“Interface Ecosystem, The Fundamental Unit of Information Age Ecology” by Kerne

Conference:


Title:

    Interface Ecosystem, The Fundamental Unit of Information Age Ecology

Presenter(s):



Abstract:


    The Information Age is the period of history in which products and services based on information and knowledge have principal economic value. Information artifacts are implements of use and aesthetic expressions that both reflect and create the ways in which people individually and collectively think and act. Interactive artifacts are designed to engage people in access to and development of knowledge and information. Their human computer interfaces are instances of a broader set of phenomena. Cultural, creative, technological, and everyday frames of reference, spoken languages, economic positions, programming languages, and runtime platforms converge through the lens of the interface nexus. It is necessary to abstract and extend our notion of interface and to contextualize the operation of interfaces amidst dynamic meshworks, in order to address these phenomena.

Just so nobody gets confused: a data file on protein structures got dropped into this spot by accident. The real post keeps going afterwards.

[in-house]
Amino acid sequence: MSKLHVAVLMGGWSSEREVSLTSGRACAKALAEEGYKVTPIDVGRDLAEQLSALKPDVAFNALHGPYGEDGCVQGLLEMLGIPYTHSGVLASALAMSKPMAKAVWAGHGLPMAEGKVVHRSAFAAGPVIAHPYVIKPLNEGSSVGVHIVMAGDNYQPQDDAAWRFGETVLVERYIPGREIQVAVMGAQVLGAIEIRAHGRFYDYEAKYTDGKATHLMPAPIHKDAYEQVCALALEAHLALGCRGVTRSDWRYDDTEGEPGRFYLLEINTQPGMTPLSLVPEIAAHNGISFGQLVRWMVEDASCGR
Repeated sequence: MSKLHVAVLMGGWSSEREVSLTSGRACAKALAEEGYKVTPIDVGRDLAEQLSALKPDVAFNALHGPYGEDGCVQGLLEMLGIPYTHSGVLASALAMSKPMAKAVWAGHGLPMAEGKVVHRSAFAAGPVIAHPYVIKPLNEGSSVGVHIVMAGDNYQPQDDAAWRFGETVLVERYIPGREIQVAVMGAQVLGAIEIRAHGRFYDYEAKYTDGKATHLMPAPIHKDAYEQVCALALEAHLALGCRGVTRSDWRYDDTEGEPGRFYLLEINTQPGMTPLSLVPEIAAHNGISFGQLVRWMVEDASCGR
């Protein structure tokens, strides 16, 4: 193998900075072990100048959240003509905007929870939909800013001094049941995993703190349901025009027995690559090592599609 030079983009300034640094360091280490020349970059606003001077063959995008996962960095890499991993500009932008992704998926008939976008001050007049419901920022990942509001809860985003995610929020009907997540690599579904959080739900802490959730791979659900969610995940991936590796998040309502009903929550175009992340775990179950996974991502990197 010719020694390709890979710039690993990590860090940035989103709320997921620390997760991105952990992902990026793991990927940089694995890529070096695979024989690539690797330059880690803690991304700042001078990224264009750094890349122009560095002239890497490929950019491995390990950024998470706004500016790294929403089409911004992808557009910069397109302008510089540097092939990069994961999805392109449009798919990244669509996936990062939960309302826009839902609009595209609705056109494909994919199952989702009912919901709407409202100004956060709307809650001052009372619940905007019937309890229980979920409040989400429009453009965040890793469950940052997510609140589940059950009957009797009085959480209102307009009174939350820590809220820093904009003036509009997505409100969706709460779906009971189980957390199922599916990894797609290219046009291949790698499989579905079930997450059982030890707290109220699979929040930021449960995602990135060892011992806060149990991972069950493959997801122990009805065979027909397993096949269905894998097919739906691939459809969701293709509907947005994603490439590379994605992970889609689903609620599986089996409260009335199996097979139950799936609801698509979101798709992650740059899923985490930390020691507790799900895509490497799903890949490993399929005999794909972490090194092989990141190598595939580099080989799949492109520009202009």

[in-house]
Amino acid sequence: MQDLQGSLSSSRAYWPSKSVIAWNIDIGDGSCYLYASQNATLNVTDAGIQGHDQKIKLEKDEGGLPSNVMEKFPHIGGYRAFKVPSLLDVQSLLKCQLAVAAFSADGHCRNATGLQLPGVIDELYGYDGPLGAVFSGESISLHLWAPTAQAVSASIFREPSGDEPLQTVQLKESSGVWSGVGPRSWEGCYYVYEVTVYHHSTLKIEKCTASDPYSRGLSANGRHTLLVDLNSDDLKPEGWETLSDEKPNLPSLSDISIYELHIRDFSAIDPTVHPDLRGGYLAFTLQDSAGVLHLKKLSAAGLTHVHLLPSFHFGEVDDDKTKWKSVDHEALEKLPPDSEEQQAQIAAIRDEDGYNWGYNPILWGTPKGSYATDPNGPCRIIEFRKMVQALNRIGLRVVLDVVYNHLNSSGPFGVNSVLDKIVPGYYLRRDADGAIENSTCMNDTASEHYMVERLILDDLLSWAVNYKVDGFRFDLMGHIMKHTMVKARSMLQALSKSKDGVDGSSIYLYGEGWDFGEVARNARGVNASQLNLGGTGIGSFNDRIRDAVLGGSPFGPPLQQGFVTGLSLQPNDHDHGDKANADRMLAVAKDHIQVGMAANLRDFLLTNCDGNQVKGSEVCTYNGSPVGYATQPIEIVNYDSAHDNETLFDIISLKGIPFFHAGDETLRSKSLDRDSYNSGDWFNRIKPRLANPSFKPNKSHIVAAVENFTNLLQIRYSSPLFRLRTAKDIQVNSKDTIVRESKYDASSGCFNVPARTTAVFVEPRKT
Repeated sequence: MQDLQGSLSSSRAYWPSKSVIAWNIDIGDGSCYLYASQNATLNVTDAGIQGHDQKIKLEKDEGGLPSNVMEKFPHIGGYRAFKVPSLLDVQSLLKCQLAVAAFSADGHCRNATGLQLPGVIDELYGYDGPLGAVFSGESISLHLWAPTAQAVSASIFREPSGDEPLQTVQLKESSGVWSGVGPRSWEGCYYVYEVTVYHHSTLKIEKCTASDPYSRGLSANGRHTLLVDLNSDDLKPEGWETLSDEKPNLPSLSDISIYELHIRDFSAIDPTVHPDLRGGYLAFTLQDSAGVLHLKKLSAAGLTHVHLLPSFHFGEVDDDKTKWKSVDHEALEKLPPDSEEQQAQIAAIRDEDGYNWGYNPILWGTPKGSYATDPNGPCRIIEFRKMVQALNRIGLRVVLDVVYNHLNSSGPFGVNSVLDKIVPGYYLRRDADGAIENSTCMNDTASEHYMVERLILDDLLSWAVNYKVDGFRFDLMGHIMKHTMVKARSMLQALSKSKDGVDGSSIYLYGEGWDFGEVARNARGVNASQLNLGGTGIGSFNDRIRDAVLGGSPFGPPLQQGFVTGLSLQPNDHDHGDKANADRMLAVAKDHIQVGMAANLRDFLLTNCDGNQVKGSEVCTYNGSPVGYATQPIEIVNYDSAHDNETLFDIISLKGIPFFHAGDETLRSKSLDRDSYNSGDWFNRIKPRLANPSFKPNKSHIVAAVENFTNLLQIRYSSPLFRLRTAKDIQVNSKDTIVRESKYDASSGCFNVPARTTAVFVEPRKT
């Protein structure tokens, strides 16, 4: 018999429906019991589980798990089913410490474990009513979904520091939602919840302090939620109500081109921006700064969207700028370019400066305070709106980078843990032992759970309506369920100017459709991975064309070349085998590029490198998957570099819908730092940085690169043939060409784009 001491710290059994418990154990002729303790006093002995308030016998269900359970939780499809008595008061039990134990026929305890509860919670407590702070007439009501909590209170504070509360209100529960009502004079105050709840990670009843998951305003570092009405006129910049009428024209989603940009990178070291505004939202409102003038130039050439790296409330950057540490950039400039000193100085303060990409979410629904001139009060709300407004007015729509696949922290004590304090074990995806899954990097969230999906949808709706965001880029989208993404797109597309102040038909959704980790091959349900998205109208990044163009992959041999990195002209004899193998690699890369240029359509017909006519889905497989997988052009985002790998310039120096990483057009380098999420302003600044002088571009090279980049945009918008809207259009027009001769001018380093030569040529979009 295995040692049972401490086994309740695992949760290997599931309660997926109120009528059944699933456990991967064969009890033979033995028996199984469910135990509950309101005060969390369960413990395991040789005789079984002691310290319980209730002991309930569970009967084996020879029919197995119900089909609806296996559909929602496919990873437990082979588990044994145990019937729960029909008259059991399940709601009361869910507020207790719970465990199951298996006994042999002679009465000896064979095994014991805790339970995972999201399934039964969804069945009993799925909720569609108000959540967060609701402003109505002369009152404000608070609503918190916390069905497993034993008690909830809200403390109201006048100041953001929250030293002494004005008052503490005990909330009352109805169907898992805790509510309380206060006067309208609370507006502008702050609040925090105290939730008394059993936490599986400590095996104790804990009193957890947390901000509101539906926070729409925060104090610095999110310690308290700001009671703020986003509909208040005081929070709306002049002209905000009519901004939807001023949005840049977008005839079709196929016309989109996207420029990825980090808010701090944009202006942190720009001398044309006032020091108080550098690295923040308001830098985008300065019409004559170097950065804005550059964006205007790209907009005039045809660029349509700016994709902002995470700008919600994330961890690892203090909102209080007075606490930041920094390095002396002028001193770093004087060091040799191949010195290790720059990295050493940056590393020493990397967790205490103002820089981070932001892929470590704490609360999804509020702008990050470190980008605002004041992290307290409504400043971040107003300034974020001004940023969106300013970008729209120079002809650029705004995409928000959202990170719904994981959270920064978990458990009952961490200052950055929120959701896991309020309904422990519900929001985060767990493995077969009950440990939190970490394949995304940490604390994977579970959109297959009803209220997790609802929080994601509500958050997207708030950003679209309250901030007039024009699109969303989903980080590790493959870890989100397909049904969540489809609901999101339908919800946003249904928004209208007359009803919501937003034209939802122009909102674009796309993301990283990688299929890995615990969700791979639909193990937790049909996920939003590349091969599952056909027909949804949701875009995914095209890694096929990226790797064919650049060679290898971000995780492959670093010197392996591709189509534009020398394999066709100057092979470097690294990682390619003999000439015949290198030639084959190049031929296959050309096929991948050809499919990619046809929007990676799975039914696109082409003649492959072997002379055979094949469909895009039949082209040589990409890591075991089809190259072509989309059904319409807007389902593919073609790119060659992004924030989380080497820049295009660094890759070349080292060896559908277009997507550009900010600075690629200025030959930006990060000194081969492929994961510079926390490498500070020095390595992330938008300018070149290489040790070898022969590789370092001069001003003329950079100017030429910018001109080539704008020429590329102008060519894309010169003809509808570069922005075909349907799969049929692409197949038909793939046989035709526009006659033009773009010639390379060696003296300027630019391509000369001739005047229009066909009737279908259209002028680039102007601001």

With regard to life on earth, ecology investigates the web of relations between interdependent organisms and their surroundings. In the Information Age, people, activities, codes, components, and systems form the same kinds of interrelationships. Interfaces are the multidimensional border zones through which these relationships are constituted. Interface ecology investigates the dynamic interactions of media, cultures, and disciplines that flow through interfaces. The semiotic encodings of these wide-reaching systems of representation are their interactions’ building blocks. Interfaces recombine semiotic codes, forming hybrids.

    The ecosystems approach brings the perspectives of diverse disciplines to bear on what interfaces are, how they work, and how they can work. Disciplines, and the media, cultural, and epistemological forms to which they apply, are free to relate in meshworks, opening inquiry. No system of representation dominates; none are considered subordinate. Rather, they are interdependent elements, connected by referential flows of interaction.

References:


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